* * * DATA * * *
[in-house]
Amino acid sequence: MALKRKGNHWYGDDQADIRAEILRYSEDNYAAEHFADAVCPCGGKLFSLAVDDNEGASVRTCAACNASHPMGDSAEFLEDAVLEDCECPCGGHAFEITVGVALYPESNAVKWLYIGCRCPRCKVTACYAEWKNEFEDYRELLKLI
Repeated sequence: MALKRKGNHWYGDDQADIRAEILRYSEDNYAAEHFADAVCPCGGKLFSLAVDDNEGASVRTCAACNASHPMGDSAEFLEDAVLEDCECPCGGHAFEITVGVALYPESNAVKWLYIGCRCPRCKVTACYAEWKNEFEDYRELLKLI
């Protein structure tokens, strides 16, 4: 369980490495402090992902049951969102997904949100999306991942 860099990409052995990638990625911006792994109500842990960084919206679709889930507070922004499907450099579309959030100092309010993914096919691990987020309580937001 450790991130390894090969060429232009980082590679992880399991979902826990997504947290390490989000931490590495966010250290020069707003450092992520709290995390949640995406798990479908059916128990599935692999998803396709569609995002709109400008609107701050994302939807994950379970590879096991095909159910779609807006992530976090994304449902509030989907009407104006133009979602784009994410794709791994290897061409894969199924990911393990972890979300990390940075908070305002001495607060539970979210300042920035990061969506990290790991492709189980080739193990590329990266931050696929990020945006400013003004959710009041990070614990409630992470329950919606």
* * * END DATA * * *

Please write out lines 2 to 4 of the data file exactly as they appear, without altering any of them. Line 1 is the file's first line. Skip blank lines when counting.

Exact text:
Amino acid sequence: MALKRKGNHWYGDDQADIRAEILRYSEDNYAAEHFADAVCPCGGKLFSLAVDDNEGASVRTCAACNASHPMGDSAEFLEDAVLEDCECPCGGHAFEITVGVALYPESNAVKWLYIGCRCPRCKVTACYAEWKNEFEDYRELLKLI
Repeated sequence: MALKRKGNHWYGDDQADIRAEILRYSEDNYAAEHFADAVCPCGGKLFSLAVDDNEGASVRTCAACNASHPMGDSAEFLEDAVLEDCECPCGGHAFEITVGVALYPESNAVKWLYIGCRCPRCKVTACYAEWKNEFEDYRELLKLI
């Protein structure tokens, strides 16, 4: 369980490495402090992902049951969102997904949100999306991942 860099990409052995990638990625911006792994109500842990960084919206679709889930507070922004499907450099579309959030100092309010993914096919691990987020309580937001 450790991130390894090969060429232009980082590679992880399991979902826990997504947290390490989000931490590495966010250290020069707003450092992520709290995390949640995406798990479908059916128990599935692999998803396709569609995002709109400008609107701050994302939807994950379970590879096991095909159910779609807006992530976090994304449902509030989907009407104006133009979602784009994410794709791994290897061409894969199924990911393990972890979300990390940075908070305002001495607060539970979210300042920035990061969506990290790991492709189980080739193990590329990266931050696929990020945006400013003004959710009041990070614990409630992470329950919606």